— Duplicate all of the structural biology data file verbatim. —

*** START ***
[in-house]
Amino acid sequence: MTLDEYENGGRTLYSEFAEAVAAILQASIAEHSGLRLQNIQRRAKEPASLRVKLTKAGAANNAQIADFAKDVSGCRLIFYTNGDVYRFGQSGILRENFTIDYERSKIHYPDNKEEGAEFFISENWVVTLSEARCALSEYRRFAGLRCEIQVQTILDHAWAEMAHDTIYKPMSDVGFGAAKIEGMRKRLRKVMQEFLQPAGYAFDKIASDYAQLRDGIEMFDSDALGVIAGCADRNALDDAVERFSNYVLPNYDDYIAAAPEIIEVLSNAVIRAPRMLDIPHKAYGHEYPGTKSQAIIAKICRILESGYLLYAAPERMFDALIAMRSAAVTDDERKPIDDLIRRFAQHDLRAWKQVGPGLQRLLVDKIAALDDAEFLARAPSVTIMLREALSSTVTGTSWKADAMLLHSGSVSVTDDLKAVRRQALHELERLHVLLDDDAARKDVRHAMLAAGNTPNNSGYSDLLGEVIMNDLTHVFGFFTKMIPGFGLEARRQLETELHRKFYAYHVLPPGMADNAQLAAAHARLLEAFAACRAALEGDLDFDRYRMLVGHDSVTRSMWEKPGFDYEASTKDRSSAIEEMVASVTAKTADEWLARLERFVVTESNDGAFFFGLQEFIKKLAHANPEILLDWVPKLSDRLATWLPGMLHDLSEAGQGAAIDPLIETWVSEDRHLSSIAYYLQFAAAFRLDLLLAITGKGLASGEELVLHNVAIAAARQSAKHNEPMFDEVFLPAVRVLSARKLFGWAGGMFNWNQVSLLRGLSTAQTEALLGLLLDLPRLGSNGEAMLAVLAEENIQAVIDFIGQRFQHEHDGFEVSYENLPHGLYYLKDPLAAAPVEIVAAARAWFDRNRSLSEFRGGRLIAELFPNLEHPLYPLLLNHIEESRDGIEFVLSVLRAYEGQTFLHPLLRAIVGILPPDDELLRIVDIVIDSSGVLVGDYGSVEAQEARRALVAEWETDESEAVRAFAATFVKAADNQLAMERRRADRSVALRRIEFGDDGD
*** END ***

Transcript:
[in-house]
Amino acid sequence: MTLDEYENGGRTLYSEFAEAVAAILQASIAEHSGLRLQNIQRRAKEPASLRVKLTKAGAANNAQIADFAKDVSGCRLIFYTNGDVYRFGQSGILRENFTIDYERSKIHYPDNKEEGAEFFISENWVVTLSEARCALSEYRRFAGLRCEIQVQTILDHAWAEMAHDTIYKPMSDVGFGAAKIEGMRKRLRKVMQEFLQPAGYAFDKIASDYAQLRDGIEMFDSDALGVIAGCADRNALDDAVERFSNYVLPNYDDYIAAAPEIIEVLSNAVIRAPRMLDIPHKAYGHEYPGTKSQAIIAKICRILESGYLLYAAPERMFDALIAMRSAAVTDDERKPIDDLIRRFAQHDLRAWKQVGPGLQRLLVDKIAALDDAEFLARAPSVTIMLREALSSTVTGTSWKADAMLLHSGSVSVTDDLKAVRRQALHELERLHVLLDDDAARKDVRHAMLAAGNTPNNSGYSDLLGEVIMNDLTHVFGFFTKMIPGFGLEARRQLETELHRKFYAYHVLPPGMADNAQLAAAHARLLEAFAACRAALEGDLDFDRYRMLVGHDSVTRSMWEKPGFDYEASTKDRSSAIEEMVASVTAKTADEWLARLERFVVTESNDGAFFFGLQEFIKKLAHANPEILLDWVPKLSDRLATWLPGMLHDLSEAGQGAAIDPLIETWVSEDRHLSSIAYYLQFAAAFRLDLLLAITGKGLASGEELVLHNVAIAAARQSAKHNEPMFDEVFLPAVRVLSARKLFGWAGGMFNWNQVSLLRGLSTAQTEALLGLLLDLPRLGSNGEAMLAVLAEENIQAVIDFIGQRFQHEHDGFEVSYENLPHGLYYLKDPLAAAPVEIVAAARAWFDRNRSLSEFRGGRLIAELFPNLEHPLYPLLLNHIEESRDGIEFVLSVLRAYEGQTFLHPLLRAIVGILPPDDELLRIVDIVIDSSGVLVGDYGSVEAQEARRALVAEWETDESEAVRAFAATFVKAADNQLAMERRRADRSVALRRIEFGDDGD